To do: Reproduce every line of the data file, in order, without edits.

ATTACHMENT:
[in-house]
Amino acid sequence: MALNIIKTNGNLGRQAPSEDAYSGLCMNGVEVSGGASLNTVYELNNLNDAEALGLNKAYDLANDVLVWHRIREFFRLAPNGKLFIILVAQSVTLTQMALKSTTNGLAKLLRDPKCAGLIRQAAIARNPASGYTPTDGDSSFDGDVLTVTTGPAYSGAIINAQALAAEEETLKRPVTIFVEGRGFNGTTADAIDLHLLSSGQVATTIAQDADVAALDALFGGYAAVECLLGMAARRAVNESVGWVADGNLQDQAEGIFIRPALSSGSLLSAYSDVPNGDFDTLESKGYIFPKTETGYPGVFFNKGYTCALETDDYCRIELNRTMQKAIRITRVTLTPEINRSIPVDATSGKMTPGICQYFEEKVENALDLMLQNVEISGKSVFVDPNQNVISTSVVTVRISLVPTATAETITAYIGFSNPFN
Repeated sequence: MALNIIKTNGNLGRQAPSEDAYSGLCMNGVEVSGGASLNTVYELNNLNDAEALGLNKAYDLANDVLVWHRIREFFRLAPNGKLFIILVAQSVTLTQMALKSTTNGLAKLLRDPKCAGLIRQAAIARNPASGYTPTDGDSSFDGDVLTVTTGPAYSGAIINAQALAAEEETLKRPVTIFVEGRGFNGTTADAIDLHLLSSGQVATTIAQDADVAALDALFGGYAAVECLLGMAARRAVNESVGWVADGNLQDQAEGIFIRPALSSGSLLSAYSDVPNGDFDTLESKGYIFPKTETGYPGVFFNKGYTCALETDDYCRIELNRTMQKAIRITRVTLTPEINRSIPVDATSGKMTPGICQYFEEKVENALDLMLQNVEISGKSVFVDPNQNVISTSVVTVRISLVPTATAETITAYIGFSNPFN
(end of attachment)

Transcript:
[in-house]
Amino acid sequence: MALNIIKTNGNLGRQAPSEDAYSGLCMNGVEVSGGASLNTVYELNNLNDAEALGLNKAYDLANDVLVWHRIREFFRLAPNGKLFIILVAQSVTLTQMALKSTTNGLAKLLRDPKCAGLIRQAAIARNPASGYTPTDGDSSFDGDVLTVTTGPAYSGAIINAQALAAEEETLKRPVTIFVEGRGFNGTTADAIDLHLLSSGQVATTIAQDADVAALDALFGGYAAVECLLGMAARRAVNESVGWVADGNLQDQAEGIFIRPALSSGSLLSAYSDVPNGDFDTLESKGYIFPKTETGYPGVFFNKGYTCALETDDYCRIELNRTMQKAIRITRVTLTPEINRSIPVDATSGKMTPGICQYFEEKVENALDLMLQNVEISGKSVFVDPNQNVISTSVVTVRISLVPTATAETITAYIGFSNPFN
Repeated sequence: MALNIIKTNGNLGRQAPSEDAYSGLCMNGVEVSGGASLNTVYELNNLNDAEALGLNKAYDLANDVLVWHRIREFFRLAPNGKLFIILVAQSVTLTQMALKSTTNGLAKLLRDPKCAGLIRQAAIARNPASGYTPTDGDSSFDGDVLTVTTGPAYSGAIINAQALAAEEETLKRPVTIFVEGRGFNGTTADAIDLHLLSSGQVATTIAQDADVAALDALFGGYAAVECLLGMAARRAVNESVGWVADGNLQDQAEGIFIRPALSSGSLLSAYSDVPNGDFDTLESKGYIFPKTETGYPGVFFNKGYTCALETDDYCRIELNRTMQKAIRITRVTLTPEINRSIPVDATSGKMTPGICQYFEEKVENALDLMLQNVEISGKSVFVDPNQNVISTSVVTVRISLVPTATAETITAYIGFSNPFN